How a Fishing Proverb Can Be a Tech Lesson

There are a lot of flashy products in the advisor tech space. There are a lot of flashy products in the advisor tech space.

Jim Cook, founder of J. Cook Financial in Buffalo Grove, Illinois, once attended a talk given by a professional fisherman. In the Q&A session that followed the speech, someone asked the fisherman about fishing lure.

“He replied that some lures are meant to catch fish, while others are meant to catch fisherman,” Cook said.

Cook remembered those words when it came time to pick out technology platforms for his firm. Many “flashy products” exist in the world of financial advisory software and solutions, he said, and advisors should take the time to carefully go through them in order to narrow down what exactly makes sense and would be a good investment for their particular business.

For Cook, eMoney’s suite of products seemed the right fit. He places a premium on robust data, particularly as it pertains to assessing clients’ risk tolerance (“there are statistical variances in peoples’ risk tolerance that are very specific,” he said), and he wanted a system that would integrate well with eMoney.

He found what he was looking for in RiXtrema, a portfolio crash-testing company that helps advisors discuss risk with clients. Cook was referred to RiXtrema by FinaMetrica and very quickly knew he’d found a powerful tool that could work in all kinds of environments to detect a client’s core psychology in order to assess his or her exact tolerance for risk.

“The challenge with assessing risk tolerance with technology is that people tend to look at it as a replacement for the human in some fashion,” Cook said, “but technology is new; humans aren’t. There is a huge emotional facet to the brain that you can’t just go in and change and assign a number to risk tolerance. Human psychology is important and I believe this is an area in which we’ll be seeing a lot of product development and innovation in the future.”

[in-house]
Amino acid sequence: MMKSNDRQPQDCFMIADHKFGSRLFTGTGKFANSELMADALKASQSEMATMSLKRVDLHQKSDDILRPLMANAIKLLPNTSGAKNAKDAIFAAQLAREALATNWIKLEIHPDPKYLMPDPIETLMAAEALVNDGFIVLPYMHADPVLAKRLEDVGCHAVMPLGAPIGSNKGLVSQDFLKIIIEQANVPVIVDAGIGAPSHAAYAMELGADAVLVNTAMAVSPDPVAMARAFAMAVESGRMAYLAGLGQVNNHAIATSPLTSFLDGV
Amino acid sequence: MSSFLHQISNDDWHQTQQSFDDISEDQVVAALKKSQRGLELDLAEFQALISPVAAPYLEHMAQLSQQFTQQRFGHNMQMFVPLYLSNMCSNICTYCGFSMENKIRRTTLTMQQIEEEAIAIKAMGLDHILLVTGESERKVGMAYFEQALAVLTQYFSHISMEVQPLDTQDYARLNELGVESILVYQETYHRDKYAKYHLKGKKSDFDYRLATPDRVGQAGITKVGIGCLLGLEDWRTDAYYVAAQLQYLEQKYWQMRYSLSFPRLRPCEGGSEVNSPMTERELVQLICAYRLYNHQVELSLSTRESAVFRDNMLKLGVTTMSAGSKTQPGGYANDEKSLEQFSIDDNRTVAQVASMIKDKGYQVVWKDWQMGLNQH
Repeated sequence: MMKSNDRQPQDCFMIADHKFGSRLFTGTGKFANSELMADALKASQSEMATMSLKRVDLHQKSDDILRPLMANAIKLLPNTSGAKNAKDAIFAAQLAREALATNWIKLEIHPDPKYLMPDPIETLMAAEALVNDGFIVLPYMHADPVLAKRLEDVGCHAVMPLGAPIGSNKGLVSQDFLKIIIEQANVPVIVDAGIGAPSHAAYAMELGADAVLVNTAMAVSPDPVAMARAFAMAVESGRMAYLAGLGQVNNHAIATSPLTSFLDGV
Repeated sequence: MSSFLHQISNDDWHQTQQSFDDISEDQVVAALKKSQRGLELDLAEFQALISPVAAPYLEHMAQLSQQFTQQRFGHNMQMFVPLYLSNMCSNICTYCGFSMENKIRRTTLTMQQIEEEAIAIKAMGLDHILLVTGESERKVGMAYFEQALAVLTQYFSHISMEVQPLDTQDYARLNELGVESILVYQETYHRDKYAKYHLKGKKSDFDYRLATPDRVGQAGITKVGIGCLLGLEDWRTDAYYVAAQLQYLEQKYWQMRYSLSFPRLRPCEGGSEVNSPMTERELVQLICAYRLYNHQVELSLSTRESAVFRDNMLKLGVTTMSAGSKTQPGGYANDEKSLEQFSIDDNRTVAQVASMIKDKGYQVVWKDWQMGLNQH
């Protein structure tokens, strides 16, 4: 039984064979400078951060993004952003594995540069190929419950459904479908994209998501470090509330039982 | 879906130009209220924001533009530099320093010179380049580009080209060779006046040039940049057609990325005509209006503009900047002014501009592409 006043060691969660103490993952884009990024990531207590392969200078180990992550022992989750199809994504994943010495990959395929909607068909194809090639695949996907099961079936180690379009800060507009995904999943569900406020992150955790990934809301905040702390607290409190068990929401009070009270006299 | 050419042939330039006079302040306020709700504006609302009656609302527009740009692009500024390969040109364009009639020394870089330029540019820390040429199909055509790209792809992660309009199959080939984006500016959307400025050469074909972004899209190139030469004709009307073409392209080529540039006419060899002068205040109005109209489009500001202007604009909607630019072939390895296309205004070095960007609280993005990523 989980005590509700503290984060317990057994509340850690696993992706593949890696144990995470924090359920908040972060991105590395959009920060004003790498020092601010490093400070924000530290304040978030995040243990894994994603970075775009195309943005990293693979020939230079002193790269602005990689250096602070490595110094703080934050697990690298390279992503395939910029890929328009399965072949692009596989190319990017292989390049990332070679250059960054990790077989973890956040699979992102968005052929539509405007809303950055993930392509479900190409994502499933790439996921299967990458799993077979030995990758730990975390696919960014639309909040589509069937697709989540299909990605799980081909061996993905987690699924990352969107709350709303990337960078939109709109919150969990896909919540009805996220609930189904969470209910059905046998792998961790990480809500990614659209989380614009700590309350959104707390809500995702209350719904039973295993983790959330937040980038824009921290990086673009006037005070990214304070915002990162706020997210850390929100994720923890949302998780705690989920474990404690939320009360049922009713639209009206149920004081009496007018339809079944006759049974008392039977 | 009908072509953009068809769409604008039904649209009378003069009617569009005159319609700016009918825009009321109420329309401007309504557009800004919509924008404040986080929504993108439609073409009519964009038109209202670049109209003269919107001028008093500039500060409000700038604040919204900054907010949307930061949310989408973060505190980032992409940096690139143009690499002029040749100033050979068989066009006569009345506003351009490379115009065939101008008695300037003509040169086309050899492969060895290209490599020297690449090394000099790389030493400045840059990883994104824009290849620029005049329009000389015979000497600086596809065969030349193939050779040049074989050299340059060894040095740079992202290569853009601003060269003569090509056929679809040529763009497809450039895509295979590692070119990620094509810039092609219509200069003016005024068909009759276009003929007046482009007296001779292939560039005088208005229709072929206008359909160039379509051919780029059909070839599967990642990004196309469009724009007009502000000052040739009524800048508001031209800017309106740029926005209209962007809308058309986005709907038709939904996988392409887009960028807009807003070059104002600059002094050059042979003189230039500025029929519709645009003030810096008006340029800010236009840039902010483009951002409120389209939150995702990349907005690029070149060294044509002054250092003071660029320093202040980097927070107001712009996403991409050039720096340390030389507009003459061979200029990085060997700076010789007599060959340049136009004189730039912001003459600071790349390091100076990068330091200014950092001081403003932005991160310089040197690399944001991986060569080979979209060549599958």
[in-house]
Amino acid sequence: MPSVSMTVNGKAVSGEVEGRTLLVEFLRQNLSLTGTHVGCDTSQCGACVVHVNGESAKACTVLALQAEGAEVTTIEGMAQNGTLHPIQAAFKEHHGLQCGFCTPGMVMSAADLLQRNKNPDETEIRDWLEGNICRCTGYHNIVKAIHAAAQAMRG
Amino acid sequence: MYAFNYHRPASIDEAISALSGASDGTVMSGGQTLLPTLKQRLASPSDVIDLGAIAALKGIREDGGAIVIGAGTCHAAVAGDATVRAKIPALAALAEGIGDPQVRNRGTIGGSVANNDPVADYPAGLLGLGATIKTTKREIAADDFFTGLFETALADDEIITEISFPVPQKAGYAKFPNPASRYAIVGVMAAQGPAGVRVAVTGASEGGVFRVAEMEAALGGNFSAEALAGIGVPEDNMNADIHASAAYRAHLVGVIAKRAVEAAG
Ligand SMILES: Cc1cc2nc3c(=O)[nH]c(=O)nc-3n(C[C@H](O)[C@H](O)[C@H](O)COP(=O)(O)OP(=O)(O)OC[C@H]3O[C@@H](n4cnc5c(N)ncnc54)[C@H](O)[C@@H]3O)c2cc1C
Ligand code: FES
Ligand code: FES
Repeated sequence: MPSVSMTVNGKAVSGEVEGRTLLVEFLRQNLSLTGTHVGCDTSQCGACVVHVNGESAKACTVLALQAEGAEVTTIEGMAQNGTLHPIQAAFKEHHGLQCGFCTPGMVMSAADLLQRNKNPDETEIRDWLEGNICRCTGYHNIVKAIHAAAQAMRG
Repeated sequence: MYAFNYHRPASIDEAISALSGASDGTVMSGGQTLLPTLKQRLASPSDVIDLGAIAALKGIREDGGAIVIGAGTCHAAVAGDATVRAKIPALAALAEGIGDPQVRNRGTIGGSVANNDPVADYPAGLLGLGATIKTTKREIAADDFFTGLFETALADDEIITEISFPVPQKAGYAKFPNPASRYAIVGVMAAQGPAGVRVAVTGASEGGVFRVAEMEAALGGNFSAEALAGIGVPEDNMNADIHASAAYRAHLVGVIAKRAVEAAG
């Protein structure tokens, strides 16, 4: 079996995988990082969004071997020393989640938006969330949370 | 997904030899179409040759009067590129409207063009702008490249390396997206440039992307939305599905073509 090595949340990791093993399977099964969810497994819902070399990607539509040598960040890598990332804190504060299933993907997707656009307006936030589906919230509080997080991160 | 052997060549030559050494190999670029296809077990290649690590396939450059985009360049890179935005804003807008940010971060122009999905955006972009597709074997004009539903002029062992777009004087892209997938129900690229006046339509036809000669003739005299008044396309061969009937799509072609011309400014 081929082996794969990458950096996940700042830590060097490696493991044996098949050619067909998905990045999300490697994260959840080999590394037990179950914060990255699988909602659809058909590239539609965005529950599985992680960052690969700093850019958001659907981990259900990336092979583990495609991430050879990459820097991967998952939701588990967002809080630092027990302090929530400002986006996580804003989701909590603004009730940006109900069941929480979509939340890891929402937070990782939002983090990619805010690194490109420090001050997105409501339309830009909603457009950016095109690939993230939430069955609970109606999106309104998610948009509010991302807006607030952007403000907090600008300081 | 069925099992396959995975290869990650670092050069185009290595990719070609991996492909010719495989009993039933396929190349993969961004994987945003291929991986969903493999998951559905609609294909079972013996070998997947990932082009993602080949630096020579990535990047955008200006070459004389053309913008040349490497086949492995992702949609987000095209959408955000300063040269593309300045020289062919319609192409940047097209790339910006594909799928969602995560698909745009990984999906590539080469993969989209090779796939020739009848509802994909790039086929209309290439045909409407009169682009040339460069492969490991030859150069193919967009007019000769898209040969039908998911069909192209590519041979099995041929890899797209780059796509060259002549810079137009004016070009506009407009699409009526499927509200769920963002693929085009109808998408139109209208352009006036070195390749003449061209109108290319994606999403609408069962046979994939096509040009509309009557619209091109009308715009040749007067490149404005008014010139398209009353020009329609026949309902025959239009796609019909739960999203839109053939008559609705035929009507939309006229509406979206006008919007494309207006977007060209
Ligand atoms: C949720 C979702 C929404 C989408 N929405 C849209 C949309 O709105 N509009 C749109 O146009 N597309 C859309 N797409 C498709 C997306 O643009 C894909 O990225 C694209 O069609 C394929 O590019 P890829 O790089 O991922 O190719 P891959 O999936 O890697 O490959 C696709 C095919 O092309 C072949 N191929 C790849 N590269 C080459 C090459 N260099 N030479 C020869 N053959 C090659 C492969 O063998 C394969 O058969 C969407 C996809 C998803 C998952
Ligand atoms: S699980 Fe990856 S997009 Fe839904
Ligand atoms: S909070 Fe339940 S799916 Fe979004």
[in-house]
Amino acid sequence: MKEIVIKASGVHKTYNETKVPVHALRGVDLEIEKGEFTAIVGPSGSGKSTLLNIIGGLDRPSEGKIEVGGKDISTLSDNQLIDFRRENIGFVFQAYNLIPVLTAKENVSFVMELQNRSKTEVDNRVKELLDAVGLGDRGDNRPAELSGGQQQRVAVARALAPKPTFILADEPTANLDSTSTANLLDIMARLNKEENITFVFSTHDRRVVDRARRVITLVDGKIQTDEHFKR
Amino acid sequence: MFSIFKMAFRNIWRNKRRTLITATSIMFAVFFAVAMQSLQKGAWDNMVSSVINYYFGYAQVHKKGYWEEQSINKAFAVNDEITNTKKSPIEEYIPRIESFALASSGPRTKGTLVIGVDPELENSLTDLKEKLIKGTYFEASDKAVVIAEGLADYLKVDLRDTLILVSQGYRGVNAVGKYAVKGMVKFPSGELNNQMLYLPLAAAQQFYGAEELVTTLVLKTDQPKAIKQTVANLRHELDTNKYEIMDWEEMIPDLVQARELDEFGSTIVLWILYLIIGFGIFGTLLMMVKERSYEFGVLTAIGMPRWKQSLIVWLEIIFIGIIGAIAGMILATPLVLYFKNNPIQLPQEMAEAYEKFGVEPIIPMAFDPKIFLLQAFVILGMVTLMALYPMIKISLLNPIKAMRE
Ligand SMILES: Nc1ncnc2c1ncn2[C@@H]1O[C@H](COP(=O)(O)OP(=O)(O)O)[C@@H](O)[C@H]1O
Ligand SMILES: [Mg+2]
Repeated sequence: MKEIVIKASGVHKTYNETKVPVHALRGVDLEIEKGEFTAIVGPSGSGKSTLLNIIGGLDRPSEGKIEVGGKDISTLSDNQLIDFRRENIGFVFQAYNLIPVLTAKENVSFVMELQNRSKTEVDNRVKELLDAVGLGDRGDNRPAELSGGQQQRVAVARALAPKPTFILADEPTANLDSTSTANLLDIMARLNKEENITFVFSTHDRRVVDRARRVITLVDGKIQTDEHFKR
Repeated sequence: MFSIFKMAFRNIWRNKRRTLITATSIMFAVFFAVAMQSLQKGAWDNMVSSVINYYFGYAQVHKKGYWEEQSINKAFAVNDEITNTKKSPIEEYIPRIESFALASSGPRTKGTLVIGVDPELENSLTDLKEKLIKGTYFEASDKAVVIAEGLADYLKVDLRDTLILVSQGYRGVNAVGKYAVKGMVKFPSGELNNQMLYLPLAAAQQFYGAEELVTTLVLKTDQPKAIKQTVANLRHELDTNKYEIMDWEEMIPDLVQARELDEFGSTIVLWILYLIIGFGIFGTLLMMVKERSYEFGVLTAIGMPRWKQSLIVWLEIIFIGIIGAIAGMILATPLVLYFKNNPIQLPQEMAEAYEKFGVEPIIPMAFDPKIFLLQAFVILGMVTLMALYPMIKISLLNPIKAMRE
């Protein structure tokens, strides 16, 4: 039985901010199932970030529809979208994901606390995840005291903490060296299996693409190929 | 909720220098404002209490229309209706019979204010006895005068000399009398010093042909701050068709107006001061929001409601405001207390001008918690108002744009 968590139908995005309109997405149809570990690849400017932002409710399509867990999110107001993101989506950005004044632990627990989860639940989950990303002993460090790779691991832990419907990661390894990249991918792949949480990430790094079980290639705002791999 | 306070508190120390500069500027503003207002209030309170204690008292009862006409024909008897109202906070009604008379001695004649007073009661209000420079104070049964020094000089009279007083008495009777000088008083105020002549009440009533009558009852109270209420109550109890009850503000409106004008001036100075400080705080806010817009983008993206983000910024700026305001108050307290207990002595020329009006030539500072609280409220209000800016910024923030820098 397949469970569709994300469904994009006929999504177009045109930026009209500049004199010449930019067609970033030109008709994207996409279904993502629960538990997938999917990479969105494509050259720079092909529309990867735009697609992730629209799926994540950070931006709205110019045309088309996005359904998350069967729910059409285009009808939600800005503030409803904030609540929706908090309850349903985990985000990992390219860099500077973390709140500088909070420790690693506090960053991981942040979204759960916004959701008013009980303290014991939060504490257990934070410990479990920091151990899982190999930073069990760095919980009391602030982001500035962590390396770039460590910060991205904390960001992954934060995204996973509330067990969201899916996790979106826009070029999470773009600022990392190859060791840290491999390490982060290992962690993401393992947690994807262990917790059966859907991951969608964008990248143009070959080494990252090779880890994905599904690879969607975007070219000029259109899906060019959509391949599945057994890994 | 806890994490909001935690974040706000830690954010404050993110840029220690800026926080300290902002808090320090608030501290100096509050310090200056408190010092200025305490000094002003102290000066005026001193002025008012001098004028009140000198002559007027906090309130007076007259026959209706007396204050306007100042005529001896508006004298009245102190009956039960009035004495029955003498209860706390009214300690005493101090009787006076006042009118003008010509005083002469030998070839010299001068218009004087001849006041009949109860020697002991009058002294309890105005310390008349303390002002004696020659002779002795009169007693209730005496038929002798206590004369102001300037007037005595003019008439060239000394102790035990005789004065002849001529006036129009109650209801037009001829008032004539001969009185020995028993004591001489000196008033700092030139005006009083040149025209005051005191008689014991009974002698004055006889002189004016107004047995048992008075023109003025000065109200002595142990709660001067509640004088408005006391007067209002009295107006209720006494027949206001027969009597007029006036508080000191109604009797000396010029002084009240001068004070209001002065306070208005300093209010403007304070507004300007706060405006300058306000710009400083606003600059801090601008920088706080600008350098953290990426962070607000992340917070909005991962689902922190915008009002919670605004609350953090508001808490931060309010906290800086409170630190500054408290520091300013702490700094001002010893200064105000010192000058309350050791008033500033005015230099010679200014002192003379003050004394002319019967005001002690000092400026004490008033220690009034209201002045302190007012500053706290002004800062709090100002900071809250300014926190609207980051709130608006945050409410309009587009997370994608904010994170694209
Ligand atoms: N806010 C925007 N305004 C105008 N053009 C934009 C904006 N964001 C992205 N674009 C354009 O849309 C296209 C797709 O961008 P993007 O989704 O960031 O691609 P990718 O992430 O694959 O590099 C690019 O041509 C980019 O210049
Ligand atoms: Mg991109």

Using Tech to Advise Millennials 

As an advisor, client psychology and behavior is also important to Cook as it pertains to communication. He looks to leverage the power of technology in different ways to better communicate with his clients, almost all of whom are millennials, born into and raised with technology.

Cook himself is part of that generation – his motto is “Plan the Cool Way” — which puts him at an advantage compared to other advisors. He’s comfortable, for example, with sending out video recordings to his clients, and he uses an app that clients can download to their phones to get notifications and communicate with him while on the go.

(Related: Thinking Millennial: How to Woo the Largest Generation)

“When clients have a messaging center right there in their hands, much of what used to have a lot of up-front costs and hurdles can be instantly accessed to minimize costs,” he said. “We have great tools on our hands to automate contact initially and after and that gives us a lot of leverage.”

Video, in particular, is a technology that Cook believes many advisors are missing out on. He uses it in a variety of ways, including sending private birthday greetings via video to his clients. He intends to create packaged video content to embed on his website, such as recordings about financial market conditions.

“By 2018, two-thirds of projected mobile device use will be only for video,” Cook said. “And all an advisor really needs to create videos is a tablet on a tripod.”

But even if videos and mobile interfacing are the ways in which his generation communicates, Cook’s emphasis on human psychology means he’s also well aware of the importance of face-to-face communication. The difference, though, when targeting the younger demographic, lies in the delivery of a particular message; the way in which that face-to-face communication is carried out.

“I don’t bug my clients for referrals. I just tell them that I like to meet new people, so if we do a lunch with a prospective client, we talk about everything but financial stuff,” he said. “Even if they check me out on the internet, the generation I am working with wants to see me as a real person; they want to engage with me as a real person, so that’s how I engage with them.”

He extends that rationale to his broader world as well.

“My client events are not about ‘come on over and meet a guy who sells variable annuities,’ but rather ‘come on over and meet a guy who makes wine and who happens to sell variable annuities,” he said.  

--- Read Is Your Technology Working Against You? on ThinkAdvisor.

Correction: This article has been updated to clarify that Cook uses a third-party app to communicate with clients, not one he created himself. 

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